Sino-Indonesian fusion flavours with a touch of Dutch
Betawi fusion cuisine
Nasi ulam is a typical betawi fusion dish. Its roots lay in the multi-ethnic potpourri of 17th-century Jakarta, when Malay, Sundanese, Javanese, Balinese, Minangkabau, Bugis, Makassarese, Ambonese, Mardijker, Portuguese, Dutch, Arabic, Chinese and Indian people lived here. Betawi cuisine reflects the foreign culinary traditions of this eclectic ethnic mix.
The base for nasi ulam is nasi lemak, rice cooked in coconut milk. What makes this dish so unique is its hearty stew based on a traditional Dutch soup recipe. It's then garnished with kemangi (herb, chilli, sliced cucumber) and dendeng sapi (beef jerky) and topped off with a sprinkle of peanuts and kerisik (grated coconut). "The secret of the recipe is that the soup has to cook for more than twelve hours," restaurant owner Pak Misdjaya explains. He took over the business from tits original Chinese owner, Cek Lam Seng.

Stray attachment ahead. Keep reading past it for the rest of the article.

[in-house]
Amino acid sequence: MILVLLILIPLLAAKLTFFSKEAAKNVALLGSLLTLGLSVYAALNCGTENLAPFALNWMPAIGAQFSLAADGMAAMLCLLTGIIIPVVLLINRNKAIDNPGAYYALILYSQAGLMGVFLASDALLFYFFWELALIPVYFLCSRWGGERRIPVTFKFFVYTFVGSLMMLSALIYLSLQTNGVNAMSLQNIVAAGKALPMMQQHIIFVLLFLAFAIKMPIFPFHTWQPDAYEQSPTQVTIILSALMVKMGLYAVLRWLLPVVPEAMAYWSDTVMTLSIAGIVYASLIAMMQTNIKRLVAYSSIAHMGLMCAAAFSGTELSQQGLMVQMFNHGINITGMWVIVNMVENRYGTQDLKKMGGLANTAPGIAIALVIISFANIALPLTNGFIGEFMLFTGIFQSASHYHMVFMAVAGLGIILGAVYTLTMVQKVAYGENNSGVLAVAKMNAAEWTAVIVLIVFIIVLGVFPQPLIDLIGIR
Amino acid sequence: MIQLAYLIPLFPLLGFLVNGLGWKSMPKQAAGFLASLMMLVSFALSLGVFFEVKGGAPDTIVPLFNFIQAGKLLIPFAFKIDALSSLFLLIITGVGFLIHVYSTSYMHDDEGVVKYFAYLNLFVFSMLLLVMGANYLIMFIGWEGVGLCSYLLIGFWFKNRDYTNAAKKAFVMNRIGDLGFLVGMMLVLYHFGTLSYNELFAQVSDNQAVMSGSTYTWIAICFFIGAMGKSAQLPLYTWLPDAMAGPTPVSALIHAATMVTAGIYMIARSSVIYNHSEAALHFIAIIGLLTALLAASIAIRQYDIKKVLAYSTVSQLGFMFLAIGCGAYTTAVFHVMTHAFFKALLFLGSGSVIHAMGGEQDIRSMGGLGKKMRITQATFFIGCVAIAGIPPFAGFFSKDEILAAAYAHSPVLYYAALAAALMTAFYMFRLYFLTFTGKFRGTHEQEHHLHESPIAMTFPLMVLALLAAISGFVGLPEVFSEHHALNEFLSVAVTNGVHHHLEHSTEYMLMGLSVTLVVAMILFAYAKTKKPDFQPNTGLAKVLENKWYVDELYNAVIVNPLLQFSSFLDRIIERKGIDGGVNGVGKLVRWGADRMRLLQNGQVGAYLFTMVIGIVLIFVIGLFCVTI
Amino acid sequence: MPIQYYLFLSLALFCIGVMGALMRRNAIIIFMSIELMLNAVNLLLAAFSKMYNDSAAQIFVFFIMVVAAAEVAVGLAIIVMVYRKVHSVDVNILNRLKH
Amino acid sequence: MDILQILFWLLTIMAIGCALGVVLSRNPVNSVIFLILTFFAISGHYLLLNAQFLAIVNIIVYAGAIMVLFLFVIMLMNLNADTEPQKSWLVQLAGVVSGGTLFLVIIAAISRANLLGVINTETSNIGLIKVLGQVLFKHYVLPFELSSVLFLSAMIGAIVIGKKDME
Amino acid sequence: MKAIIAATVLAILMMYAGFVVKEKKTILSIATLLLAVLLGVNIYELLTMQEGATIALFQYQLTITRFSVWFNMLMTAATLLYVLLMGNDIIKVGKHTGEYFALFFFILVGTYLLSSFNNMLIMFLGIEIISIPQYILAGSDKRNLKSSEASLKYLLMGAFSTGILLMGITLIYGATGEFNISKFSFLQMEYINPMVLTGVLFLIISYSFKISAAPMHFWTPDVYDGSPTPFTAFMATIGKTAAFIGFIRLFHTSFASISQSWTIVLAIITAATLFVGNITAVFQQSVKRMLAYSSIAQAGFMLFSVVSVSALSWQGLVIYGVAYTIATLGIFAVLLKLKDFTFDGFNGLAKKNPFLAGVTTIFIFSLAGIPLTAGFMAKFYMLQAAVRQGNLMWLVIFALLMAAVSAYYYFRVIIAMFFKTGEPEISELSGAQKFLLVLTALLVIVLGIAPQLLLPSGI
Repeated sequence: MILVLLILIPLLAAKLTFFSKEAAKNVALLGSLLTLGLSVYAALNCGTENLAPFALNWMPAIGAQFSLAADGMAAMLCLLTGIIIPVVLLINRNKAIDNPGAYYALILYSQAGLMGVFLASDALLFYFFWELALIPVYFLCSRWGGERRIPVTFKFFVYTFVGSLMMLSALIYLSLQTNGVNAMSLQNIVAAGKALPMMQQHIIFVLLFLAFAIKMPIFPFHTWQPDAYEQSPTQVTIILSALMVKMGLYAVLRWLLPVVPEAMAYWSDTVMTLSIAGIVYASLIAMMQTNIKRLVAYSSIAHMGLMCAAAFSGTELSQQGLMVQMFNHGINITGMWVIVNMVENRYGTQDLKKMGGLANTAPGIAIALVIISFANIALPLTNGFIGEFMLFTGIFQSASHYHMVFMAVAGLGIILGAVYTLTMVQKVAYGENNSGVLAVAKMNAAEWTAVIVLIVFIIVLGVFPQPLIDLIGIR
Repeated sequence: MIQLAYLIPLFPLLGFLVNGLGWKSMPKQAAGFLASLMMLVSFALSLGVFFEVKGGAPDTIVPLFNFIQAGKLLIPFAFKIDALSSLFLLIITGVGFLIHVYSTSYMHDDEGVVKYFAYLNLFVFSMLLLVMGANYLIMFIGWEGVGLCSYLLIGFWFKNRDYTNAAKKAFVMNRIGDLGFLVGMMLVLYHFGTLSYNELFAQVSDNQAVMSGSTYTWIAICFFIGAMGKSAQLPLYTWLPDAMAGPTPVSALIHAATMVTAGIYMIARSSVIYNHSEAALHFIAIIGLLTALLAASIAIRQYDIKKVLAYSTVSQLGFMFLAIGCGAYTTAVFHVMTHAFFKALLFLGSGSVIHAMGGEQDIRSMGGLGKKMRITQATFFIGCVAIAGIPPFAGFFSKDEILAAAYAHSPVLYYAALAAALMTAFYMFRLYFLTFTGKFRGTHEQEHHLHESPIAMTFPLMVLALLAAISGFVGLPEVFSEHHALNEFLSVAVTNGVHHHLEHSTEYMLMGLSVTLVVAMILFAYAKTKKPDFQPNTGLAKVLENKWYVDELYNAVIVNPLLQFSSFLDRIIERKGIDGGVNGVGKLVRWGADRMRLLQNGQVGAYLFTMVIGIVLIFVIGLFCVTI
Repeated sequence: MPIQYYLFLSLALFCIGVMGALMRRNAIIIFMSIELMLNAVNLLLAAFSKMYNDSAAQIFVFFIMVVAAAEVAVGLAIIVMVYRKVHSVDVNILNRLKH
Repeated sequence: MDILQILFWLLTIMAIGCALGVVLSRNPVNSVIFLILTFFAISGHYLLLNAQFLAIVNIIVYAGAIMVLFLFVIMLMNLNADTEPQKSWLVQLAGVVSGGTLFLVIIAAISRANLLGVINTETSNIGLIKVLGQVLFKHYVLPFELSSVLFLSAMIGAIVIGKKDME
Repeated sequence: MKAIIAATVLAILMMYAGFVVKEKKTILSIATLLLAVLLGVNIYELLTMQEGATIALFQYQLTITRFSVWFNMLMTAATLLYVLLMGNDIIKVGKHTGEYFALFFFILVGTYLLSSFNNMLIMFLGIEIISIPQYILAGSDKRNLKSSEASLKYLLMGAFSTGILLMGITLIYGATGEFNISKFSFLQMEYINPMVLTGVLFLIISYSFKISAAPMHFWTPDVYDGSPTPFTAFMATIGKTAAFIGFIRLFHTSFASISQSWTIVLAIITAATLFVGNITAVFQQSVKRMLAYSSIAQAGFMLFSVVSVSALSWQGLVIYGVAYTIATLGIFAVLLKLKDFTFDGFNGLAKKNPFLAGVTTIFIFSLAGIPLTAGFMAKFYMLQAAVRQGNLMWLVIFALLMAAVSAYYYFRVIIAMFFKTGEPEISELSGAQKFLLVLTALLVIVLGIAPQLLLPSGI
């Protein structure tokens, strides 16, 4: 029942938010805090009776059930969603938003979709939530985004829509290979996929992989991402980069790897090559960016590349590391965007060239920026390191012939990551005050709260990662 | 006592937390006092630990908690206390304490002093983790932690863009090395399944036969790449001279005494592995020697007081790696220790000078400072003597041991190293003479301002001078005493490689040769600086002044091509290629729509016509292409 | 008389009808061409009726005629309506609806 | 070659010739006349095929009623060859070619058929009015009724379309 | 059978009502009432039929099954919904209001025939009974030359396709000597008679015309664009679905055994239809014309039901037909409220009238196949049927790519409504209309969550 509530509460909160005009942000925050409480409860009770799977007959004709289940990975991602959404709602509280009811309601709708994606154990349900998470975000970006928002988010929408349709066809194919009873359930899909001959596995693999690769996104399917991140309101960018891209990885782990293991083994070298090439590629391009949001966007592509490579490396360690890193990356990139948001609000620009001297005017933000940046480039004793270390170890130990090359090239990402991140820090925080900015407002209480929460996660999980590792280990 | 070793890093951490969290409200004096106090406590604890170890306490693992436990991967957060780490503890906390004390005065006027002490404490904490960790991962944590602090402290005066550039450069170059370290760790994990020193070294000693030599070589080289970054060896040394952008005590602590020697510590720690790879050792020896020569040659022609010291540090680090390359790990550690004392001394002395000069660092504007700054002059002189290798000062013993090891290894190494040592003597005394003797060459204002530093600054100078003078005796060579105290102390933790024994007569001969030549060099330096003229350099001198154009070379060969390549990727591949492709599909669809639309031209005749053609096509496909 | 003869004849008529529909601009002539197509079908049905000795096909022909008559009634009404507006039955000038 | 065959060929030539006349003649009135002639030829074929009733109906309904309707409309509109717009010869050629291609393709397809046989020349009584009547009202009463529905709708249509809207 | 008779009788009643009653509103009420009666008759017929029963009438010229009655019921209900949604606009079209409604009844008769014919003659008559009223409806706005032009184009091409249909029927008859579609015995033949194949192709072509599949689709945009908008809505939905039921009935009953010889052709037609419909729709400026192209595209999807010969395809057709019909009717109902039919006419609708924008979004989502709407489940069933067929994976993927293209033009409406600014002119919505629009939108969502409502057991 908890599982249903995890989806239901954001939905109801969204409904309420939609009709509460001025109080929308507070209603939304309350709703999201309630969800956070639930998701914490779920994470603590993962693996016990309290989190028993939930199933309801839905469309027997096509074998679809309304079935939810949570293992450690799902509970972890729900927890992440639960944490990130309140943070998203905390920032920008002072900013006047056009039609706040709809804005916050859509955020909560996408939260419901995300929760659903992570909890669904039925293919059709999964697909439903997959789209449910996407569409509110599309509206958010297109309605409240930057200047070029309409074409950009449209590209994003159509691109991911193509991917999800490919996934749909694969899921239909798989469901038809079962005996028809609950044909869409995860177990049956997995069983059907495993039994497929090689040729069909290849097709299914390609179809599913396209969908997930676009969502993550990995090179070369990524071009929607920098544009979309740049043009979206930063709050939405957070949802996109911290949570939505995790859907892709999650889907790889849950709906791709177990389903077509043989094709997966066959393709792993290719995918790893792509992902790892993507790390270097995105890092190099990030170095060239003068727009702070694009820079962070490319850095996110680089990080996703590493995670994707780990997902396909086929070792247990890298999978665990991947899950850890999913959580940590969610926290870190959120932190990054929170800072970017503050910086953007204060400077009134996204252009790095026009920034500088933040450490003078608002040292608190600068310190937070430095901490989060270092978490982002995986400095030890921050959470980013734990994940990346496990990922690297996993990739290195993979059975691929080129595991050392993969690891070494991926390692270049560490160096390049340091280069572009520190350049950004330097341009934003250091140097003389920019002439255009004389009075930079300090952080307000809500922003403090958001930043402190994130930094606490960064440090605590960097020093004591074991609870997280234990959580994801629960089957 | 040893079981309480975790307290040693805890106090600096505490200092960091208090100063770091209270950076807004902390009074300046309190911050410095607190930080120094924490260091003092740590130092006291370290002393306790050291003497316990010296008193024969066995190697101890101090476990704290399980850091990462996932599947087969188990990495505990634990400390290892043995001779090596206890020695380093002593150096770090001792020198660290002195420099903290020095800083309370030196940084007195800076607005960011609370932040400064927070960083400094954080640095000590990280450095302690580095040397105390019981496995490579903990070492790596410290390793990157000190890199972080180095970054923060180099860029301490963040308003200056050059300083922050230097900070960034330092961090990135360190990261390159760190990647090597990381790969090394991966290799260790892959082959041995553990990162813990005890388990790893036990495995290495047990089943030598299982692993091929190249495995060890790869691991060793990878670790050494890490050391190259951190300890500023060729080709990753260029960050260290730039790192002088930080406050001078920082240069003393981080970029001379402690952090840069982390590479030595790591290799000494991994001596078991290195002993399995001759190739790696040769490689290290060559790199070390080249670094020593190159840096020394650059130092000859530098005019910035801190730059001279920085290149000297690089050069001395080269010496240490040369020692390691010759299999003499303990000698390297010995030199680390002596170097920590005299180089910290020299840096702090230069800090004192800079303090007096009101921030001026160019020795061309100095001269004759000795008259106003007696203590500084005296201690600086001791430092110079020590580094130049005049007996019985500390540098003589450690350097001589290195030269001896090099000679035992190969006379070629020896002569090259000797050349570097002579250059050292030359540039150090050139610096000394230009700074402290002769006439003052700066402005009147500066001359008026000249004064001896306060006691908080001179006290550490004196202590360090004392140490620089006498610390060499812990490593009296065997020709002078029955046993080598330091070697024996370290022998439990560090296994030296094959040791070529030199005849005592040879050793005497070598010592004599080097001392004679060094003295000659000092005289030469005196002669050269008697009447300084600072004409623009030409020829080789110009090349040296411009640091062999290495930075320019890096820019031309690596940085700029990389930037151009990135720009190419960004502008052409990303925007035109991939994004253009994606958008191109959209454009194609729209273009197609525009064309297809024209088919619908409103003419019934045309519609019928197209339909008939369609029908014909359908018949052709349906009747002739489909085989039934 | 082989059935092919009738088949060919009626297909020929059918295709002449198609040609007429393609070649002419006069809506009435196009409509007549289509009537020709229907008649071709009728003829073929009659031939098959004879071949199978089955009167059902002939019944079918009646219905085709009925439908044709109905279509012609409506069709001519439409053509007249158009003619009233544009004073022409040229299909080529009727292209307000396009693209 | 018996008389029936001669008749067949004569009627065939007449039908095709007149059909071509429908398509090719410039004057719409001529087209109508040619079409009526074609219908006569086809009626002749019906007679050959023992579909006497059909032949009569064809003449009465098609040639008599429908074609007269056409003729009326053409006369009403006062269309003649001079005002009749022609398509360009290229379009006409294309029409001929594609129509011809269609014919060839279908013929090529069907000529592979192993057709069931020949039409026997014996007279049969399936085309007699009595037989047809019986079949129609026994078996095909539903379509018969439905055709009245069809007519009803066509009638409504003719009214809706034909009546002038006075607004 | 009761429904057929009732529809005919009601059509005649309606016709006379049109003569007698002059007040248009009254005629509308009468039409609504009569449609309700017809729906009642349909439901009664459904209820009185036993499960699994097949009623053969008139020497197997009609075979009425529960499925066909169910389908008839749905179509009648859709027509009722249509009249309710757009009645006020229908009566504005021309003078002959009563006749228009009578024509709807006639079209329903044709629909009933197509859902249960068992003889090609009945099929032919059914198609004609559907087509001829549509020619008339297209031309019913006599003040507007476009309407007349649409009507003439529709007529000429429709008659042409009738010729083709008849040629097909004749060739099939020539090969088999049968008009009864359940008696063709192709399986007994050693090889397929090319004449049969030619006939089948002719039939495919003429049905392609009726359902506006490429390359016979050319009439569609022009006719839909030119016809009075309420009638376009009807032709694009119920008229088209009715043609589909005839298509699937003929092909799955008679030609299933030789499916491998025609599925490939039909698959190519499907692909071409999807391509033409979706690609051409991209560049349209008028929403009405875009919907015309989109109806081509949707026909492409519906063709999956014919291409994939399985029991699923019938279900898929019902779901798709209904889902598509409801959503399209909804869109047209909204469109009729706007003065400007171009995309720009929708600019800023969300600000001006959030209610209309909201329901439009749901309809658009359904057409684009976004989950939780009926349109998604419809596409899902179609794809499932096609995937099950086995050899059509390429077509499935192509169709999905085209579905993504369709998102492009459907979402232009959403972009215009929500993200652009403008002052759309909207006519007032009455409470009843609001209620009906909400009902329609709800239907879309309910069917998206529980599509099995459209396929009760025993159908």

Have your nasi ulam garnished with dendeng (beef jerky) or salty, crunchy squid (Rp. 30.000) for maximum enjoyment. Fun fact: this is allegedly the former Governor of Jakarta's favourite dish.